Elevated SBP level tied to increased dementia risk in middle-aged patients with AF
Systolic blood pressure (SBP) above 129 mm Hg was associated with an increased risk of dementia in middle-aged patients with atrial fibrillation (AF), according to a study presented at EHRA 2019.
Researchers gathered data from the Korean National Health Insurance Service database and evaluated 196,388 patients with AF and hypertension who underwent treatment between 2005 and 2016. SBP levels were measured in all participants aged 50–59 (n=40,569), 60–69 (n=72,730), 70–79 (n=67,514), and ≥80 years (n=15,575). [EHRA 2019, abstract 864]
Compared with middle-aged (50–59 years) individuals with an SBP level of 120–129 mm Hg, those with higher SBP levels had a greater risk of dementia (adjusted hazard ratio [adjHR], 1.06, 95 percent confidence interval [CI], 1.01─1.10 for SBP 130–139 mm Hg and adjHR, 1.15, 95 percent CI, 1.04─1.27 for SBP ≥140 mm Hg).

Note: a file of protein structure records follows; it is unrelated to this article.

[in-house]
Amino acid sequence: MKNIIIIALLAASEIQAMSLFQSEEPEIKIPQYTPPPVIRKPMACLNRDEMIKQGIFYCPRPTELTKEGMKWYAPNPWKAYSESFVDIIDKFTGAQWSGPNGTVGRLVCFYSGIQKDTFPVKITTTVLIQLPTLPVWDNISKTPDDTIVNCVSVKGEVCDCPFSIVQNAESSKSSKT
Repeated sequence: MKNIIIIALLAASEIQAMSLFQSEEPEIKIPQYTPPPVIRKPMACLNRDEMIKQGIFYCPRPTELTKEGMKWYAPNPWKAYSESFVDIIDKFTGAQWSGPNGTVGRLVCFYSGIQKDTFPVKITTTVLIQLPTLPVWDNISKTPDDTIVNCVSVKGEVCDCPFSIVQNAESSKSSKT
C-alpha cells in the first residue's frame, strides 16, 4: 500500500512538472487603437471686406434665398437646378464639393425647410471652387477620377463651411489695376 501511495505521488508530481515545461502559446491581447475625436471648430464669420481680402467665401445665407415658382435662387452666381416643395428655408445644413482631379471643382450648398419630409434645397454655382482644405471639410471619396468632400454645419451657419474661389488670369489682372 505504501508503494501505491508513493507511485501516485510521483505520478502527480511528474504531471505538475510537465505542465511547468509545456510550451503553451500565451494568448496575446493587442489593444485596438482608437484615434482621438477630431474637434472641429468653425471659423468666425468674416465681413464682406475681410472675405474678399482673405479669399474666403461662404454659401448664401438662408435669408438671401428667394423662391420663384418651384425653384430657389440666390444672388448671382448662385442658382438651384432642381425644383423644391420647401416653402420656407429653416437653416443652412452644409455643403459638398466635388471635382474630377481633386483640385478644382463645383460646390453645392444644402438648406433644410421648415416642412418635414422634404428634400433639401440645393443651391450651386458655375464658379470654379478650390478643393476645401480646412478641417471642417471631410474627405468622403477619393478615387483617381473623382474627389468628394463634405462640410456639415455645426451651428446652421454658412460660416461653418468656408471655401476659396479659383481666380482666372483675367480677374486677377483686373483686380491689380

Similar findings were observed in the group comprising individuals aged 60–69 years, with those with higher SBP levels having a greater risk of dementia than those with SBP levels of 120–129 mm Hg (adjHR, 1.01, 95 percent CI, 0.96─1.06 for SBP 130–139 mm Hg and adjHR, 1.07, 95 percent CI, 1.01─1.13 for SBP ≥140 mm Hg).
In contrast, elevated SBP levels appeared to have no influence on the risk of dementia among patients aged >70 years.
In a subgroup analysis, patients aged 50–59 years whose SBP dropped from a baseline level of ≥140 mm Hg to 120–129 mm Hg on follow-up had a significantly lower risk of dementia (adjHR, 0.85, 95 percent CI, 0.74─0.98; p=0.02).
“[While] there is no certain way to protect against AF-associated dementia … [our findings show that an SBP level of 120–129 mm Hg may] help midlife patients minimize their risk by as much as 15 percent,” said study lead author Dr Daehoon Kim from Yonsei University College of Medicine in Seoul, Korea.
“[These findings suggest that] strict BP control in midlife can help to prevent AF-associated dementia,” said Kim. However, BP control might be of little help in preventing dementia among individuals older than 70 years, he added.
“[P]roper anticoagulation and early cardiovascular risk factor modification, including … BP [control] and prevention of hypoglycaemia in diabetes patients, likely play an important role in reducing the risk of AF-associated dementia,” Kim noted.